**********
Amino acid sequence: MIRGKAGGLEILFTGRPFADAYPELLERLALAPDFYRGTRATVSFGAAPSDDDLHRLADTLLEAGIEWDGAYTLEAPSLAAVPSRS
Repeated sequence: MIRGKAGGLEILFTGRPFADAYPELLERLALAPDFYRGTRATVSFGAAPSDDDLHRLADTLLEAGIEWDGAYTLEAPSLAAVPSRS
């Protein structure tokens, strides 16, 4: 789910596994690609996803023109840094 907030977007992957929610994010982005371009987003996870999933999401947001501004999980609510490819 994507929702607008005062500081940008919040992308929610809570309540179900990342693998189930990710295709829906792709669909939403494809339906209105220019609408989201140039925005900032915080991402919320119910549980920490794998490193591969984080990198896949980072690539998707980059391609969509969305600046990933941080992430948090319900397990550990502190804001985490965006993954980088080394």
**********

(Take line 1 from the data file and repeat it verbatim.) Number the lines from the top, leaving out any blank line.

Amino acid sequence: MIRGKAGGLEILFTGRPFADAYPELLERLALAPDFYRGTRATVSFGAAPSDDDLHRLADTLLEAGIEWDGAYTLEAPSLAAVPSRS